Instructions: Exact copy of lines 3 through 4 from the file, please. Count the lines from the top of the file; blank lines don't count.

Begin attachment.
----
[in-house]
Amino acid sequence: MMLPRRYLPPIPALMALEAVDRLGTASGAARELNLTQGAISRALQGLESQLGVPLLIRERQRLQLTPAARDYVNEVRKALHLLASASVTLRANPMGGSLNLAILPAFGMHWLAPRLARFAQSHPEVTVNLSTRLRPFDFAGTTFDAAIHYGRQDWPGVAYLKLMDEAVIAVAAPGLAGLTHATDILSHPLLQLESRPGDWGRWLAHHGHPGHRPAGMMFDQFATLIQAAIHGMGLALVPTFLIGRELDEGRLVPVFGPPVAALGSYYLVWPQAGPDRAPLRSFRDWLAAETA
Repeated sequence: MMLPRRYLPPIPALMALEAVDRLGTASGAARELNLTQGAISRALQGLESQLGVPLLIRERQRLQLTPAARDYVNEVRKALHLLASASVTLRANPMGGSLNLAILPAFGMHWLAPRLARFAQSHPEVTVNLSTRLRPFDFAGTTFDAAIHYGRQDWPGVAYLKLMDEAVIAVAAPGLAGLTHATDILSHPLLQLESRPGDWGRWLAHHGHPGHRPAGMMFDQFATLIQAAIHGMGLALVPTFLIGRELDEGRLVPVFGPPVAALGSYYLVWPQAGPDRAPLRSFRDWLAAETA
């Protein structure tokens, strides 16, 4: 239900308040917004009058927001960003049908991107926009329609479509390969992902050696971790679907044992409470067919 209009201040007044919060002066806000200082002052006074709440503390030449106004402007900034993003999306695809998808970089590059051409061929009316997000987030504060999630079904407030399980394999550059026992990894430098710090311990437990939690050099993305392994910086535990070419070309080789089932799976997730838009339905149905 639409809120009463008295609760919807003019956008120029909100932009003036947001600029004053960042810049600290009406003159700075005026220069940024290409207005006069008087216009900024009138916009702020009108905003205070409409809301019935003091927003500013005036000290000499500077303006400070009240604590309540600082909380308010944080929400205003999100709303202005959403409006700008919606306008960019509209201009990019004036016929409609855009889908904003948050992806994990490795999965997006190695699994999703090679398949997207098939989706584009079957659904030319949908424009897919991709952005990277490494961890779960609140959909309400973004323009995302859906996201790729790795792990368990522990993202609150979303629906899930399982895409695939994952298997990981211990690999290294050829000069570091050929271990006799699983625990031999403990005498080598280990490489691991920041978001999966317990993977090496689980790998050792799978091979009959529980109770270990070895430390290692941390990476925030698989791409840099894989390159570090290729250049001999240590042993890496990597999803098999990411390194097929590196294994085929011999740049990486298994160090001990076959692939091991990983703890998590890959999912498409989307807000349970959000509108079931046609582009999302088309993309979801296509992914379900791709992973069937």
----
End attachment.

Repeated sequence: MMLPRRYLPPIPALMALEAVDRLGTASGAARELNLTQGAISRALQGLESQLGVPLLIRERQRLQLTPAARDYVNEVRKALHLLASASVTLRANPMGGSLNLAILPAFGMHWLAPRLARFAQSHPEVTVNLSTRLRPFDFAGTTFDAAIHYGRQDWPGVAYLKLMDEAVIAVAAPGLAGLTHATDILSHPLLQLESRPGDWGRWLAHHGHPGHRPAGMMFDQFATLIQAAIHGMGLALVPTFLIGRELDEGRLVPVFGPPVAALGSYYLVWPQAGPDRAPLRSFRDWLAAETA
């Protein structure tokens, strides 16, 4: 239900308040917004009058927001960003049908991107926009329609479509390969992902050696971790679907044992409470067919 209009201040007044919060002066806000200082002052006074709440503390030449106004402007900034993003999306695809998808970089590059051409061929009316997000987030504060999630079904407030399980394999550059026992990894430098710090311990437990939690050099993305392994910086535990070419070309080789089932799976997730838009339905149905 639409809120009463008295609760919807003019956008120029909100932009003036947001600029004053960042810049600290009406003159700075005026220069940024290409207005006069008087216009900024009138916009702020009108905003205070409409809301019935003091927003500013005036000290000499500077303006400070009240604590309540600082909380308010944080929400205003999100709303202005959403409006700008919606306008960019509209201009990019004036016929409609855009889908904003948050992806994990490795999965997006190695699994999703090679398949997207098939989706584009079957659904030319949908424009897919991709952005990277490494961890779960609140959909309400973004323009995302859906996201790729790795792990368990522990993202609150979303629906899930399982895409695939994952298997990981211990690999290294050829000069570091050929271990006799699983625990031999403990005498080598280990490489691991920041978001999966317990993977090496689980790998050792799978091979009959529980109770270990070895430390290692941390990476925030698989791409840099894989390159570090290729250049001999240590042993890496990597999803098999990411390194097929590196294994085929011999740049990486298994160090001990076959692939091991990983703890998590890959999912498409989307807000349970959000509108079931046609582009999302088309993309979801296509992914379900791709992973069937």